Afghanistan: Khost mosque blast kills 14, wounds dozens

Explosion hits Khost mosque used as voter registration site, raising more security concerns about process before poll.

    At least 14 people have been killed by an explosion at a mosque in eastern Afghanistan that was being used as a voter registration centre, according to a health official.

    Waheed Majrooh, a spokesman for Afghanistan's Ministry of Public Health, told Al Jazeera more than 30 others were wounded in Sunday's attack, which took place inside Yaqoubi mosque in the city of Khost.

    The bomb went off as civilians gathered both for prayers and to register.

    There was no immediate claim of responsibility.

    Zabihullah Mujahid, a spokesman for the Taliban, told Al Jazeera that the group was not involved in the attack.

    Safety concerns

    Afghanistan is scheduled to hold parliamentary elections in October.

    Earlier this month, bombings at voter registration centres in the capital, Kabul, and in Baghlan province killed at least 63 people and wounded more than 100.

    The Islamic State of Iraq and the Levant (ISIL, also known as ISIS) group claimed responsibility for the attack in Kabul.

    "Attacks on voter registration centres, on election officials and election workers [show] clearly opponents of the government are trying to derail these long-awaited elections," said Al Jazeera's Jennifer Glasse, reporting from Kabul.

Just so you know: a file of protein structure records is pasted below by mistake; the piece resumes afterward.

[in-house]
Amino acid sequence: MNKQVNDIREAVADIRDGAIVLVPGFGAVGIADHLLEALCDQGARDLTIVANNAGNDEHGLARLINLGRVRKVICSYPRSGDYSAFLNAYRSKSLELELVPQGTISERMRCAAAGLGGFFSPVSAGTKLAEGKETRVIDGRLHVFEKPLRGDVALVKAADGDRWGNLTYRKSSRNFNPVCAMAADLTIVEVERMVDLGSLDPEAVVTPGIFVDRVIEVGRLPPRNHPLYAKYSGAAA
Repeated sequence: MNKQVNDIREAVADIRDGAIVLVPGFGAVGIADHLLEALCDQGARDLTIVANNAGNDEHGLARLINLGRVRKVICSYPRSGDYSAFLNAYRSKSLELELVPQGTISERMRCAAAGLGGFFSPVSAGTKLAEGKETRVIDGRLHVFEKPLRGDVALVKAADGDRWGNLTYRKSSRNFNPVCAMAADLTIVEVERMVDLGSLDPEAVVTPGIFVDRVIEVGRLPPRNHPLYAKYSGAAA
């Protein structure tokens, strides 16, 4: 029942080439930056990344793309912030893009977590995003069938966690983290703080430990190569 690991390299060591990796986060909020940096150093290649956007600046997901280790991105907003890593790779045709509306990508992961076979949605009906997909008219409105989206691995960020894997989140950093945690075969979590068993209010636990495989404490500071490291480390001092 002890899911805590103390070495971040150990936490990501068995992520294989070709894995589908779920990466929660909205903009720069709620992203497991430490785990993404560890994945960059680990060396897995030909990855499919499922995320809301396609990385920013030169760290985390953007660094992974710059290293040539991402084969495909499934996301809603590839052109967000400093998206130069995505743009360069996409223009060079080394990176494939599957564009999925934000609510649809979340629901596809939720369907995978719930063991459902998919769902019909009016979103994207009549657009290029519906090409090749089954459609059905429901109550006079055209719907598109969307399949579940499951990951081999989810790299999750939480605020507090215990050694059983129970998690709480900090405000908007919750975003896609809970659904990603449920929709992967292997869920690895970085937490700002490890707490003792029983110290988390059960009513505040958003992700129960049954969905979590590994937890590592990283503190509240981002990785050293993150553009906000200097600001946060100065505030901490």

An estimated one million people have so far registered to take part in the ballot since the process began last month, Glasse noted, still well short of the government's target of 15 million registrations by mid-June.

    "That now seems a very distant prospect," added Glasse, noting that many people in Kabul were "frightened to go to any of these voter registration centres".

    "Some of them are in schools and parents have objected to this because they are worried about the safety factor."

    Low turnout

    Election officials have also admitted that the registration turnout has so far been low.

    Aminullah Habibi, a Kabul-based former adviser to international forces in Afghanistan, told Al Jazeera that the reason for the low figure is the lack of security around registration centres.

    "If such attacks continue to happen, it will definitely deter people from registering. This raises a lot of questions about the ability of the government to have this election," he said.

    "It has been only a month since the registrations are open and so far we have only seen about a million people who have registered for voting.

    "The government is not able to manage security properly, despite having enough resources for it."

    SOURCE: Al Jazeera News


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